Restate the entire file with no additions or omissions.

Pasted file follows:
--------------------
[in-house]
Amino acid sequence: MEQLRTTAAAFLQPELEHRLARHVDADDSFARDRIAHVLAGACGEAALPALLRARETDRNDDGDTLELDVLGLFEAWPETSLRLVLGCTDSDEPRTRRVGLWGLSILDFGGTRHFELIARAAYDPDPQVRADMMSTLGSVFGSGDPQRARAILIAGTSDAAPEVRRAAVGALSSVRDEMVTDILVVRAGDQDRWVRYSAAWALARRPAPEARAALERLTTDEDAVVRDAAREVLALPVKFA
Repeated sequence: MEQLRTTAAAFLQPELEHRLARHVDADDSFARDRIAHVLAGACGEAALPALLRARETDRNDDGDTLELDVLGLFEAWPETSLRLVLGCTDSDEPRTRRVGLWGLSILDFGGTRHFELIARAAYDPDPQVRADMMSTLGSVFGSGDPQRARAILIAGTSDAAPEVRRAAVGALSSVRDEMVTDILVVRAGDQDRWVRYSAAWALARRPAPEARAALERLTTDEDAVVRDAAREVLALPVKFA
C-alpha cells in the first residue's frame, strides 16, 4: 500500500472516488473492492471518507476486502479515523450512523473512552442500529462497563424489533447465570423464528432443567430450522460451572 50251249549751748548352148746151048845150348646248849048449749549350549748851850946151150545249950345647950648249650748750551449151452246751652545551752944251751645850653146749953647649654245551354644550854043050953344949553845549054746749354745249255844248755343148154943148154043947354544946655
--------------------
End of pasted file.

[in-house]
Amino acid sequence: MEQLRTTAAAFLQPELEHRLARHVDADDSFARDRIAHVLAGACGEAALPALLRARETDRNDDGDTLELDVLGLFEAWPETSLRLVLGCTDSDEPRTRRVGLWGLSILDFGGTRHFELIARAAYDPDPQVRADMMSTLGSVFGSGDPQRARAILIAGTSDAAPEVRRAAVGALSSVRDEMVTDILVVRAGDQDRWVRYSAAWALARRPAPEARAALERLTTDEDAVVRDAAREVLALPVKFA
Repeated sequence: MEQLRTTAAAFLQPELEHRLARHVDADDSFARDRIAHVLAGACGEAALPALLRARETDRNDDGDTLELDVLGLFEAWPETSLRLVLGCTDSDEPRTRRVGLWGLSILDFGGTRHFELIARAAYDPDPQVRADMMSTLGSVFGSGDPQRARAILIAGTSDAAPEVRRAAVGALSSVRDEMVTDILVVRAGDQDRWVRYSAAWALARRPAPEARAALERLTTDEDAVVRDAAREVLALPVKFA
C-alpha cells in the first residue's frame, strides 16, 4: 500500500472516488473492492471518507476486502479515523450512523473512552442500529462497563424489533447465570423464528432443567430450522460451572 50251249549751748548352148746151048845150348646248849048449749549350549748851850946151150545249950345647950648249650748750551449151452246751652545551752944251751645850653146749953647649654245551354644550854043050953344949553845549054746749354745249255844248755343148154943148154043947354544946655